Sandwich Bread

Before I acquired a Kindle, I was a great aficionado of bookstore remainder tables. Sometime in the late 1990s in the Maryland Book Exchange near the University of Maryland campus, I came upon a stack of On Cooking: Techniques from Expert Chefs(1)at less than half of its $49.95 cover price. A cross between a text book and a cookbook, it is perhaps the most valuable piece in my culinary library. (It is still available, by the way, in a 2003 third edition.) I adapted—reverse engineered, if you will—this recipe from one on pages 796 and 797 of that book.

Since I bake bread in different size batches on different occasions, I have taken to converting my recipes to baker’s percentages which make them easy to scale. I also change them to metric gravimetric units that are both more accurate and easier to work with that conventional American volumetric units. You do not need to become completely fluent in the metric system to use these recipes; just buy a digital scale that reads in metric units.

This cookbook lists ingredients in both US common and metric units so I only need to determine the baker’s their baker’s percentages. The eggs complicate the process a bit as I will explain. The basic recipe is:

Water

340 grams

Dry milk powder

35 grams

Sugar

30 grams

Salt

10 ml

Active dry yeast

15 grams

Bread flour

680 grams

Unsalted butter

20 grams

Eggs

2

Before I can convert those ingredients to baker’s percentages I have to allocate the constituents of the eggs. According to the US Department of Agriculture, a standard large egg weighs 50 grams and contains 38 grams of water, 5 grams of fat, 6 grams of protein, and 1 gram of carbohydrate. For the purposes of this recipe we are only concerned with allocating the first two. You can either carry the remainder as “other,” as I have to make my formula mass work exactly, or just ignore it. I also convert the volume of salt to mass, assuming regular table salt. (Kosher salt has a different density so a milliliter of it is not the same weight as a milliliter of table salt.) And, because I use instant dry yeast, also called bread machine yeast instead of active dry yeast I reduce the amount of yeast by a third. So, the recipe with baker’s percentages becomes (with rounding):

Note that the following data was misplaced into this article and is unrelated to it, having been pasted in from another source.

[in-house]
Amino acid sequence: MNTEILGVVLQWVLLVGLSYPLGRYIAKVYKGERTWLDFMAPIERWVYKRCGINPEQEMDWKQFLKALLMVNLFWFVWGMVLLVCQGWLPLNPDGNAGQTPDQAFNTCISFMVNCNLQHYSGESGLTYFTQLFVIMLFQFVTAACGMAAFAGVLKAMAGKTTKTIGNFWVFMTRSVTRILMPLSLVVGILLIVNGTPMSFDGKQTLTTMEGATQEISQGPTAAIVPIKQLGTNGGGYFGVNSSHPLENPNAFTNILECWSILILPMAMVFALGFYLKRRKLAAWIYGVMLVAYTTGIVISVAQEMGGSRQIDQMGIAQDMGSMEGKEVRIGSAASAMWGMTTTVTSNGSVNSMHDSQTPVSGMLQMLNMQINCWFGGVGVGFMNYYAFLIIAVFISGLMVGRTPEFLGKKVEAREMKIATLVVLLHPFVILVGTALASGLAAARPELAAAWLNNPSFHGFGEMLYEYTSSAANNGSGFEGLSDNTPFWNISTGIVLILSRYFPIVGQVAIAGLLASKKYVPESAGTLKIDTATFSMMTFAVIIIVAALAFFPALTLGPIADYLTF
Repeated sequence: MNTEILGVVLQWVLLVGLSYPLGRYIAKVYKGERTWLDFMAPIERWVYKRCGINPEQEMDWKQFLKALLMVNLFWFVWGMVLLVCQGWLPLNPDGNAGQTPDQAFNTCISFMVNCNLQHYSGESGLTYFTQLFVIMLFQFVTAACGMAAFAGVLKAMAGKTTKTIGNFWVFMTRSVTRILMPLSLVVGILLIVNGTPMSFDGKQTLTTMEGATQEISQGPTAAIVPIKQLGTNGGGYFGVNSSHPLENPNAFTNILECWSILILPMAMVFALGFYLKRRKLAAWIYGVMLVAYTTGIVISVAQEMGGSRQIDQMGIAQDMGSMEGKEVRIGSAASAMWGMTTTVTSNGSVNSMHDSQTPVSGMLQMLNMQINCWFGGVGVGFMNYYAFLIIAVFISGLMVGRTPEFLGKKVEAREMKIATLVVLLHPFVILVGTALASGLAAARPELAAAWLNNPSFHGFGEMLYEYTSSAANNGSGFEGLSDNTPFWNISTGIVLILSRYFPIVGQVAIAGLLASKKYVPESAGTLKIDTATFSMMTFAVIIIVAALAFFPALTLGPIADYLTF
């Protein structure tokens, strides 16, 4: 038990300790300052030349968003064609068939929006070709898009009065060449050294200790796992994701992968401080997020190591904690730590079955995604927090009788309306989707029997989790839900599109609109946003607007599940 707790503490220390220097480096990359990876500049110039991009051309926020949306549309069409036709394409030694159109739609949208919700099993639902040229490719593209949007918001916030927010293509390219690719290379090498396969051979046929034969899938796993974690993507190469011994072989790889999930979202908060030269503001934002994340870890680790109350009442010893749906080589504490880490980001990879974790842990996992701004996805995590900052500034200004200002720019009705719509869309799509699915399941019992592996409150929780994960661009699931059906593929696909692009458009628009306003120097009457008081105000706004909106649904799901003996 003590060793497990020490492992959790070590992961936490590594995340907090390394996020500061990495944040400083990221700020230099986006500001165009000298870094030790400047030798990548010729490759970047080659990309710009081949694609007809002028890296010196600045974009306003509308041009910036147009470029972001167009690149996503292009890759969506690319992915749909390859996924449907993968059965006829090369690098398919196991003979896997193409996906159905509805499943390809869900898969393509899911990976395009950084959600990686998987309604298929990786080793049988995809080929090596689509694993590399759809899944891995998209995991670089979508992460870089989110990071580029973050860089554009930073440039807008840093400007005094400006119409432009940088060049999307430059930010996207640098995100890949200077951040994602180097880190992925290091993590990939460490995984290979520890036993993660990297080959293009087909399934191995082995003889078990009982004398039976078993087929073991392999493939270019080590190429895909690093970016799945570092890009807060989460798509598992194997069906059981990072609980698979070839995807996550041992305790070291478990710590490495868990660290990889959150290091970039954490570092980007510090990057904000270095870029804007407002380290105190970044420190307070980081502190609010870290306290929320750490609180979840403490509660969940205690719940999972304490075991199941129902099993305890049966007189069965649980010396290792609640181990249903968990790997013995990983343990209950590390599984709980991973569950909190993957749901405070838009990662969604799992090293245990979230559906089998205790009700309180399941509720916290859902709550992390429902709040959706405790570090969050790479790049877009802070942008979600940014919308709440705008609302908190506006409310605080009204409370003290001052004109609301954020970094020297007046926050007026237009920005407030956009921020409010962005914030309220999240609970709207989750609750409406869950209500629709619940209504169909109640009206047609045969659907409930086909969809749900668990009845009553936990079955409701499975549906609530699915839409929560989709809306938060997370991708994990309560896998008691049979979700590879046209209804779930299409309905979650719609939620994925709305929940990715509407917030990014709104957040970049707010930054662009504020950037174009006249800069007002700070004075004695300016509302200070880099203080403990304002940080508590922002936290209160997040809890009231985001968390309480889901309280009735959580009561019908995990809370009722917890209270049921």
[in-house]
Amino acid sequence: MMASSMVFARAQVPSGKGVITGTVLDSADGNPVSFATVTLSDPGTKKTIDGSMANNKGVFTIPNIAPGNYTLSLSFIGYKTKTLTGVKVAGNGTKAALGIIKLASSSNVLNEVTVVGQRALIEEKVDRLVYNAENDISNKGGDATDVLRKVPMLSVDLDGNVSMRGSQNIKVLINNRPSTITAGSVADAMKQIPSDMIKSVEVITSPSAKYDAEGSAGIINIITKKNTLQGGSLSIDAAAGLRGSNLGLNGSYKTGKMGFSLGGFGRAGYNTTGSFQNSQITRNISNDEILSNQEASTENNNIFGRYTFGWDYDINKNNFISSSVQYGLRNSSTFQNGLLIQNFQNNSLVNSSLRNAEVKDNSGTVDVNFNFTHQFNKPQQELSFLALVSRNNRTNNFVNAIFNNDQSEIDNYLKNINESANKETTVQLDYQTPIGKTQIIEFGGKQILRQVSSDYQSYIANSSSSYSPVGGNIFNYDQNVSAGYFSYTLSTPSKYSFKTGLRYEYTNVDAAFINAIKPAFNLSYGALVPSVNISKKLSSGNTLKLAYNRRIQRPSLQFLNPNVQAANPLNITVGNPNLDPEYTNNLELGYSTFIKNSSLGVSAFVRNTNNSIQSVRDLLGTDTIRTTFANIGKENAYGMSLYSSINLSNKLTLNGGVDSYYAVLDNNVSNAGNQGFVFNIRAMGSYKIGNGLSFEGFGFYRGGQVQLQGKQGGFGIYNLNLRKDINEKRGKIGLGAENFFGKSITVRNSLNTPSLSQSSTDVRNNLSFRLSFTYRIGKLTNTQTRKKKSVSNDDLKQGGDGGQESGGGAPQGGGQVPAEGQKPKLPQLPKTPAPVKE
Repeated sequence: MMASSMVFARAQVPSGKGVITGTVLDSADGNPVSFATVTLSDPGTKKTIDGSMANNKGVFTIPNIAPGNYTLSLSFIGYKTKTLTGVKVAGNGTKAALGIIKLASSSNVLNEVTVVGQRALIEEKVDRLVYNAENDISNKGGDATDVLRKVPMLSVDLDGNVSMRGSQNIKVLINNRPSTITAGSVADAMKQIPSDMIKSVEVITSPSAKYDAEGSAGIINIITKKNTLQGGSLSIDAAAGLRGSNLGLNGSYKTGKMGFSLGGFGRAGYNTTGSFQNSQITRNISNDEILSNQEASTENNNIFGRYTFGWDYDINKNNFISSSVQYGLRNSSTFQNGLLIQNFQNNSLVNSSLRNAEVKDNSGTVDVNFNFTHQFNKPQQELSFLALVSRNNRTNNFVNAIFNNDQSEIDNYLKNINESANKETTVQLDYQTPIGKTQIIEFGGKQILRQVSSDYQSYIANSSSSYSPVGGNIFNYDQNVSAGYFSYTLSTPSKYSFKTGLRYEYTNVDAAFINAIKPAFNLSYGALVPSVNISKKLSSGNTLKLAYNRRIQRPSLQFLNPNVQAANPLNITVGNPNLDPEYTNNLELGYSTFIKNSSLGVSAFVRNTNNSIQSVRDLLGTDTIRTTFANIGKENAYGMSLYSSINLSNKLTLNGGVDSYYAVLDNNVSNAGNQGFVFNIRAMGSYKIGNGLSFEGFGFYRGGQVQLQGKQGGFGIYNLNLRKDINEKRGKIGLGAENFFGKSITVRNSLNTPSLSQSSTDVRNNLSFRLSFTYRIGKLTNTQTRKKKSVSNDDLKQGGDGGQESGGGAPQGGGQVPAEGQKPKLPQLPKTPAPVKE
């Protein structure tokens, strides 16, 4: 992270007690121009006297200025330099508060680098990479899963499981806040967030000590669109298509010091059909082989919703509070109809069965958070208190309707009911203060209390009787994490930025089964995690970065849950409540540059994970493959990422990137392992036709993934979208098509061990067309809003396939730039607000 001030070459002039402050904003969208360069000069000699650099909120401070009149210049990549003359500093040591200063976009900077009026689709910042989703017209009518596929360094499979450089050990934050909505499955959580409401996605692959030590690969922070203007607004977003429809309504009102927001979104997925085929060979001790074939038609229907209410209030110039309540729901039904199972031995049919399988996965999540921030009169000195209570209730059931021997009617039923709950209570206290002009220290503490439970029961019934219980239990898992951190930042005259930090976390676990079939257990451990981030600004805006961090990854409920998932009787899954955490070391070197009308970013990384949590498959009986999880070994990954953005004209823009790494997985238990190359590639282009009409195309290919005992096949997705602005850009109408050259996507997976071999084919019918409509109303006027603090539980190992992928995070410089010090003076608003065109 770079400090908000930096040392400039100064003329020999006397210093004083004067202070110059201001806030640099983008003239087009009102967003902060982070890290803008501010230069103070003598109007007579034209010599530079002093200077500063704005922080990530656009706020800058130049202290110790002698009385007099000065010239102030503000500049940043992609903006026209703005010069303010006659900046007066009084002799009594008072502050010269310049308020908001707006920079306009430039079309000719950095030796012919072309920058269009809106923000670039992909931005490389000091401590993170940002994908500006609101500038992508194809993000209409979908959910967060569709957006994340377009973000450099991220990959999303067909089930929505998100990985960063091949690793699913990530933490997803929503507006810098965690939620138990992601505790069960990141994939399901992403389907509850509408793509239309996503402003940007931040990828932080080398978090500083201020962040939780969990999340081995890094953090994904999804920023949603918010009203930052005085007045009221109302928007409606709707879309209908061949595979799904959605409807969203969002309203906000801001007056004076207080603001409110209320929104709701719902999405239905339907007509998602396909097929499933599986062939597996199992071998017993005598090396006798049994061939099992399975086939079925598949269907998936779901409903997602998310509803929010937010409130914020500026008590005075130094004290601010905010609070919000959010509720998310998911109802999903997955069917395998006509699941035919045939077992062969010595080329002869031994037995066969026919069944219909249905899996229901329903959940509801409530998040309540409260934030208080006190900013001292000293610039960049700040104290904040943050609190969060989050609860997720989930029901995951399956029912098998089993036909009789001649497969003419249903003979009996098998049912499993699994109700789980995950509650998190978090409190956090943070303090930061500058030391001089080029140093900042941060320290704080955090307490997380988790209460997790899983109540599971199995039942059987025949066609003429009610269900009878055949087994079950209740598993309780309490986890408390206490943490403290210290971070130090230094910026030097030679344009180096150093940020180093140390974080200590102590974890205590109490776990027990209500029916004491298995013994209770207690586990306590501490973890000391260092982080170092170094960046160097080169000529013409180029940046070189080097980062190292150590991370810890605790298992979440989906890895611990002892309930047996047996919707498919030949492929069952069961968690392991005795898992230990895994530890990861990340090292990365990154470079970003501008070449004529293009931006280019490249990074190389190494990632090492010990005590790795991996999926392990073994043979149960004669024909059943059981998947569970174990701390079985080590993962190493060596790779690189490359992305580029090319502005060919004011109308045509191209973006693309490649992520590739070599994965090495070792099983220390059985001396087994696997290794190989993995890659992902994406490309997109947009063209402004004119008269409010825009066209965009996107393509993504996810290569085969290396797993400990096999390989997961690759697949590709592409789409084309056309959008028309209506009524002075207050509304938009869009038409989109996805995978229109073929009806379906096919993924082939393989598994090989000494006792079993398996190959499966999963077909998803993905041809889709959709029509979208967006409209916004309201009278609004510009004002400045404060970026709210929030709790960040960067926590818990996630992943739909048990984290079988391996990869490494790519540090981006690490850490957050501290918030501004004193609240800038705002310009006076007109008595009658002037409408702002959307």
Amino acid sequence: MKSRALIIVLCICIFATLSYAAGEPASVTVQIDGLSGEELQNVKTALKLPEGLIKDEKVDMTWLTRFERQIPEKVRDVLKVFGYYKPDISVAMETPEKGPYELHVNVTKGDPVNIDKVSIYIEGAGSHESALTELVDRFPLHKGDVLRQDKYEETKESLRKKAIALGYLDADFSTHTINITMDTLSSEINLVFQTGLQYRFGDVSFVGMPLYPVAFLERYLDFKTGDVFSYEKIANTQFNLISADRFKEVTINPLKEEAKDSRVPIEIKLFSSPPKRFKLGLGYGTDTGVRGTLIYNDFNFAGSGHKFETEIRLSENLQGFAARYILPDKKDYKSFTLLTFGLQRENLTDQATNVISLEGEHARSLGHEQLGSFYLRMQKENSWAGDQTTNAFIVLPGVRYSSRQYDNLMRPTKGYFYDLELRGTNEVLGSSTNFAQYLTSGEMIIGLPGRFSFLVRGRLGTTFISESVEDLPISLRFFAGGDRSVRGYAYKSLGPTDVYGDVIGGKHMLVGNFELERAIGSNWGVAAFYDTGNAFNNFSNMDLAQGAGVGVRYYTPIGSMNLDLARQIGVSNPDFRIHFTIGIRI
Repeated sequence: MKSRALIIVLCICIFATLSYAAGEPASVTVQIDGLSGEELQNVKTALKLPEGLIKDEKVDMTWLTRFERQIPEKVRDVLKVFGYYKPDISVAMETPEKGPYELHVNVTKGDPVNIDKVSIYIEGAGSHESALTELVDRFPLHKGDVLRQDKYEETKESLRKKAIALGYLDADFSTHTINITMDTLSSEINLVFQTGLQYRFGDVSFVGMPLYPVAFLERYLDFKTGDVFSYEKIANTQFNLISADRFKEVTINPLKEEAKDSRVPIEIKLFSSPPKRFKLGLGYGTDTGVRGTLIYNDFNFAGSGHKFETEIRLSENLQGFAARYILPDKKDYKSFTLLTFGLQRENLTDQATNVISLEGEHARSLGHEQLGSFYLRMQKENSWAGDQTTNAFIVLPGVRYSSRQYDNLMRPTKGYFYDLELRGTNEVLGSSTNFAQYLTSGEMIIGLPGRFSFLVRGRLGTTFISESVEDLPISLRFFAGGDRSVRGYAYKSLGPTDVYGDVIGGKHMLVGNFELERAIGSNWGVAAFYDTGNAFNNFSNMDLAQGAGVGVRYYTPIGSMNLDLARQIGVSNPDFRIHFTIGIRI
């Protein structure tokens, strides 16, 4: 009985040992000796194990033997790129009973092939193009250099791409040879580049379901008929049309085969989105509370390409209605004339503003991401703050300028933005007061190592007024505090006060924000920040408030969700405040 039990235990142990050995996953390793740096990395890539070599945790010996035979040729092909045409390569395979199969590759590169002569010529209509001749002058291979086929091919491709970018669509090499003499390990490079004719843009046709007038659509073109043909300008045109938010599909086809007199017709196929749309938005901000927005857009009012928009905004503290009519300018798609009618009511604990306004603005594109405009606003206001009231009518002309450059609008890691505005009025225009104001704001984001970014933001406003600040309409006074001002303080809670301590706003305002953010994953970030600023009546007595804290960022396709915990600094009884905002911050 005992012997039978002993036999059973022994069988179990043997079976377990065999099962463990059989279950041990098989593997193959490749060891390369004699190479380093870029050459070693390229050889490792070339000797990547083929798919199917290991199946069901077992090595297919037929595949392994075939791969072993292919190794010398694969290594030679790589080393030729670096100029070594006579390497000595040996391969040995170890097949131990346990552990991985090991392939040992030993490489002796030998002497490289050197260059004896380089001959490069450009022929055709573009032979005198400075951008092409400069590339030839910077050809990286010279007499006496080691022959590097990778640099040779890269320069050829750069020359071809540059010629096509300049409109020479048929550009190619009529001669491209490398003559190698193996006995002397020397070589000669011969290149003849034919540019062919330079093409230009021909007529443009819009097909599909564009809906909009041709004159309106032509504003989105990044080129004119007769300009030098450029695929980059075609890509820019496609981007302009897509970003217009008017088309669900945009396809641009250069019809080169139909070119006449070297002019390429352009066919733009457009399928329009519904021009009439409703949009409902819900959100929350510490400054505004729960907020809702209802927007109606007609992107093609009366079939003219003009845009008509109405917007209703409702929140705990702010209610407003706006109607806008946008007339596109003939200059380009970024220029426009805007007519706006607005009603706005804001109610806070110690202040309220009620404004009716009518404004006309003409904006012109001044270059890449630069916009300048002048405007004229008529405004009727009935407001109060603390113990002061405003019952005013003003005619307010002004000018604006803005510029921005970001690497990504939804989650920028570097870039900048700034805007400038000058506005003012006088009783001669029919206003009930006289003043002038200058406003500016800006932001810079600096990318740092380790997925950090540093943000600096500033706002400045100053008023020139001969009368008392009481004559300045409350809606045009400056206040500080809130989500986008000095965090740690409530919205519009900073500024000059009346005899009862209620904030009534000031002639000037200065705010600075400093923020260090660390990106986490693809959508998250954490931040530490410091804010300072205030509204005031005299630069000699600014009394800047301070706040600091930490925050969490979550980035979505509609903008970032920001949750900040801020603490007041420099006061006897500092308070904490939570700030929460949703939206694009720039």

Water

416 grams

61%

Dry milk powder

35 grams

5%

Sugar

30 grams

4%

Salt

12 grams

2%

Instant dry yeast

10 grams

1%

Bread flour

680 grams

100%

Fat

30 grams

4%

Egg “other”

14 grams

2%

Formula percentage

179%

Today I want to make four 500-grams loaves, so my formula mass is 2000g. Dividing that by the formula percentage, 179%, gives the amount of flour I will need: 1117 grams. Applying the baker’s percentages, I figure out how much of the other ingredients I need:

Water

61%

681 grams

Dry milk powder

5%

56 grams

Sugar

4%

45 grams

Salt

2%

22 grams

Instant dry yeast

1%

11 grams

Bread flour

100%

1117 grams

Fat

4%

45 grams

Egg “other”

2%

22 grams

Since I know that each egg contains 7 grams of “other,” this tells me that I need three eggs. Those eggs contribute 114 grams of water and 15 grams of fat so I have to adjust the amount of water and butter accordingly. I also like to use about 15% whole wheat flour. And my final recipe is (with Imperial equivalents):

Ingredients

 

Water

567 grams

20 ounces

Dry milk powder

56 grams

½ cup

Sugar

45 grams

¼ cup

Salt

22 grams

1 Tablespoon + ½ teaspoon

Instant dry yeast

11 grams

4 teaspoons

Whole wheat flour

167 grams

1⅓ cups

Bread flour

950 grams

7½ cups

Unsalted butter, melted

30 grams

2 Tablespoons

Eggs

3 large

3 large

Method

Weight each ingredient into the bowl of a heavy-duty stand mixer. Knead for about 10 minutes on the recommended power setting. Turn the dough out onto a floured surface—it will be rather sticky—and with floured hands form into a ball.  

Warm a large, heavy earthenware or glass bowl with hot water then dry and pour in enough oil to just cover the bottom. Place the dough into the bowl and roll it around so that it is evenly coated with the oil. Cover loosely with a piece of plastic wrap set directly on the dough and cover the bowl with a kitchen towel. Set aside to proof until doubled in size, about one to one and a half hours depending on the temperature.

At the end of proofing, punch down the dough and divide it into four equal parts. Form the loaves and place them in lightly-oiled pans. Cover with a towel and allow to rise again until the dough is just above the sides of the pan.

Bake in a preheated 200°C (390°F) oven to 400°F (205°C) for about 35 minutes. (I use the convect pastry setting on my convection oven). The best way to determine doneness is with a thermometer; the center of the loaf should be between 95°C (200°F) and 100°C (212°F).


[1]Sarah R. Labensky and Alan M. Hause, On Cooking: Techniques from Expert Chefs (Englewood Cliffs, New Jersey, Prentice-Hall: 1995).

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